Obama Brings Curtain Down on Mideast Peace Process

With the departure of the American babysitter, both the Israelis and Palestinians will have to deal with the bleak reality on their own.

ברק רביד - צרובה
Barak Ravid
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President Barack Obama as he boards Air Force One at Andrews Air Force Base, Md., April 2, 2014.
President Barack Obama as he boards Air Force One at Andrews Air Force Base, Md., April 2, 2014.Credit: AP
ברק רביד - צרובה
Barak Ravid

On Friday, U.S. President Barack Obama started bringing down the curtain on the American peace initiative spearheaded by his secretary of state, John Kerry, since last March. Obama did not formally wave the white flag, but his statements to the press make it clear that he thinks that currently, both Israeli Prime Minister Benjamin Netanyahu and Palestinian President Mahmoud Abbas are not partners for peace.

Obama's statements were neither planned nor orchestrated in advance. He was asked a question, and he answered honestly and directly that despite a year of supreme efforts by the American administration, both Netanyahu and Abbas were unwilling to show leadership. In Obama's opinion, both figures, motivated by political survival, don't want to make decisions which will begin to untie the Gordian knot called the Israeli-Palestinian conflict.

The American president termed the new American policy toward the peace process as a "pause." John Kerry called it a "transition to a holding period." In simple English, the two gave the signal over the weekend for the American retreat from the Israeli-Palestinian peace process.

Various officials in Washington are pressing Obama and Kerry to enter the "pause" only after the administration tables its principles for the solution of the Israeli-Palestinian conflict's core issues, including the issues of refugees and of Jerusalem. Kerry is toying with the idea, but Obama has no appetite for another adventure which will surely run into the brick wall of Netanyahu, Abbas and Co.

The American withdrawal will not happen in one day. Administration spokespeople will continue to stress at every opportunity that they are not giving up and not forsaking the Israelis and the Palestinians. But in reality, over the next six months the U.S. will "turn down the volume" vis-à-vis any attempt to renew negotiations.

No one will be surprised if sooner or later U.S. envoy Martin Indyk – who has become even more frustrated than his predecessor, George Mitchell – announces his resignation and returns to his previous job at the Brookings Institute in Washington. A veteran diplomat, Indyk was called to duty once more to promote a peace process, not to engage in maintenance aimed solely at preventing an escalation and violent flare-up between Israel and the Palestinians.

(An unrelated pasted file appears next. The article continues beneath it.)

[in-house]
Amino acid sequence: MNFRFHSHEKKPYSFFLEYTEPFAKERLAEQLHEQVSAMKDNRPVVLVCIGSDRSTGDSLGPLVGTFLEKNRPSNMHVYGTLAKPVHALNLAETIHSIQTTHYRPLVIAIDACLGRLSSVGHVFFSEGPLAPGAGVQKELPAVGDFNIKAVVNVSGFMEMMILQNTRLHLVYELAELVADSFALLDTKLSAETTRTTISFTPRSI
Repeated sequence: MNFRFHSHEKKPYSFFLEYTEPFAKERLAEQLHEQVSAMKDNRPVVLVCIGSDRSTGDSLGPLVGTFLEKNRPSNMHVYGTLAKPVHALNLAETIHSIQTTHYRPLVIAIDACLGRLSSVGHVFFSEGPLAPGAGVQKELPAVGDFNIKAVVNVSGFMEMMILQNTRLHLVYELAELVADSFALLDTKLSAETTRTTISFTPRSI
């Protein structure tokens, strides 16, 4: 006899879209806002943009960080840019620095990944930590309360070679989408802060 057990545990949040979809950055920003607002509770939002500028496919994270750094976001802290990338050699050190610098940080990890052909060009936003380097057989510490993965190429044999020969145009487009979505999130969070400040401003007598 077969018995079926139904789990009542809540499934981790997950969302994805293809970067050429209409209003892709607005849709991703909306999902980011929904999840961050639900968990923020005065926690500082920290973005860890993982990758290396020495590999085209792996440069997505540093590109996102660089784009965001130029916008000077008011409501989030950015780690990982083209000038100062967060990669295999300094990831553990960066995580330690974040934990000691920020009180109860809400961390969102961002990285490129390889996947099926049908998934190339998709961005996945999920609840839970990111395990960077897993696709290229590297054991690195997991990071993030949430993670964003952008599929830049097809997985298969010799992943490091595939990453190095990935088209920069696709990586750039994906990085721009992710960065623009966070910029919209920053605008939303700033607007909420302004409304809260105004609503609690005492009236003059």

If Obama does indeed put his statement from Friday into practice and begins a U.S. withdrawal from the peace process – it would be a welcome move. Without the appearance of a peace process and with the departure of the American babysitter, both the Israelis and Palestinians will have to deal themselves with the bleak reality.

For the Palestinians, the implications will be a steep deterioration in economy and security. For the Israelis, the repercussions will include a worsening international isolation, increased calls for boycotts and even sanctions by the European Union and other bodies against the settlement enterprise. Tragically, it seems both sides need a crisis in order to get truly motivated to move forward.

In the coming days, Netanyahu will most likely continue his propaganda assault on Abbas and the Hamas-Fatah reconciliation agreement. He has already taken over the Sunday television shows on American networks, and he probably won't stop there. In two weeks, Netanyahu will embark on a five-day trip to Japan. The 12-hour flight, the idyllic scenery and the imperial hospitality will surely allow him to forget about the everyday trials. But Netanyahu would be wise to visit the quiet Shinto shrine in Tokyo, have a cup of sake and start thinking seriously about plan B.

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